I'm not anti-cloud - have dropbox, google drive and gmail accounts, and use dozens of cloud-based apps/programs for non-critical activities. But for work that requires any degree of finesse or speed - even word-processing - I much prefer having my software on a local machine, even if it's not top-of-the-range.

Also, the programs for which I need the most computing power are also those which I need the most hardware: a full-size keyboard, two or three screens, mouse, drawing pad, multiple external storage sources, etc. Looking (quickly) at the website, I don't see how the service can take account of these. Multiscreen support would be the main thing - can it handle that?
There is a lot of crucial feedback in your reply. I thank you for it first.

Internet connection problem is a challenge for us. We are targeting more available regions at first, Nort America, Europe, and South-East Asia where the infrastructure is adequate to maintain a healthy connection. Otherwise, it will not work as you have stated already.

We are already working on some of the features you mentioned, users will be able to connect and use their external hardware and working environment. Multiscreen support will definitely come, though it will take some time to build as a solid feature:) If our team and user base grow faster, we will be able to deliver those and other features hopefully a lot sooner.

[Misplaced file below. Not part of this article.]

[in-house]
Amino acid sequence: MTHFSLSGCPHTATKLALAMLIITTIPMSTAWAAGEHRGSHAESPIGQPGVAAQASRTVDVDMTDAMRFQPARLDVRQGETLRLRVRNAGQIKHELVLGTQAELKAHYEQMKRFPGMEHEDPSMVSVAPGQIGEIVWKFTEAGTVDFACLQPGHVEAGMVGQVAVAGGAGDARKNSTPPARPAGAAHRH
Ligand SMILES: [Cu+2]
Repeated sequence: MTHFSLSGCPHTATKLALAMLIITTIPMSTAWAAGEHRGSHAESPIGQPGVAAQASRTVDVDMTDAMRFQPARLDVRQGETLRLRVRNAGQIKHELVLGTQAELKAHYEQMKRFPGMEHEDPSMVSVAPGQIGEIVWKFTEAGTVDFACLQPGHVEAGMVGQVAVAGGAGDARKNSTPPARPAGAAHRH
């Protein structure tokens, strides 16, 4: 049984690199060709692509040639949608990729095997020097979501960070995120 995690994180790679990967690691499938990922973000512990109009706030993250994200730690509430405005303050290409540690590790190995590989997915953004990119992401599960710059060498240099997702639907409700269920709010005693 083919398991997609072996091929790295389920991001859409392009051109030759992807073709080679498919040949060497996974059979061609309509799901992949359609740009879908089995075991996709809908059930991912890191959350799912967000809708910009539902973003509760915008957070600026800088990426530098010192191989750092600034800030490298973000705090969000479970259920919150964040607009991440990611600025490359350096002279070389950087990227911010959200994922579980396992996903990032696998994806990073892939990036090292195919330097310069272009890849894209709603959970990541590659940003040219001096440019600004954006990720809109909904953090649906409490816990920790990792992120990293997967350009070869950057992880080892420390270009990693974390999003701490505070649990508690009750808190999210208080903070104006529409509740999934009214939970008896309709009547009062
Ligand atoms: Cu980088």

I'd like to ask you something: If you were working relatively stable in your home or so, does it make sense to having access to a much more powerful computer when you need to? Can it be the alternative when you use if there is a challenging task?
 
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We are targeting more available regions at first, Nort America, Europe, and South-East Asia where the infrastructure is adequate to maintain a healthy connection.
:haha: North America? That's where I had the worst ever connectivity! Filled four SD cards with photos before I was able to find an Internet connection (long trip, last year). That's in relation to mobile coverage. Europe - can be very patchy too, especially inside old buildings. Africa (Kenya/Tanzania) - way better than the US, about the same as Europe (better than some areas).

But I'm not sure that this access to a high-spec machine is really relevant when you're on the move. For the most part, editing (or post-processing, in my case) is the kind of thing you want to do in a quiet and darkened room - unless you're working on footage that you're uploading daily/hourly to a social media platform. In which case, you'll probably be working with smartphone footage and relatively small files ...

If you were working relatively stable in your home or so, does it make sense to having access to a much more powerful computer when you need to? Can it be the alternative when you use if there is a challenging task?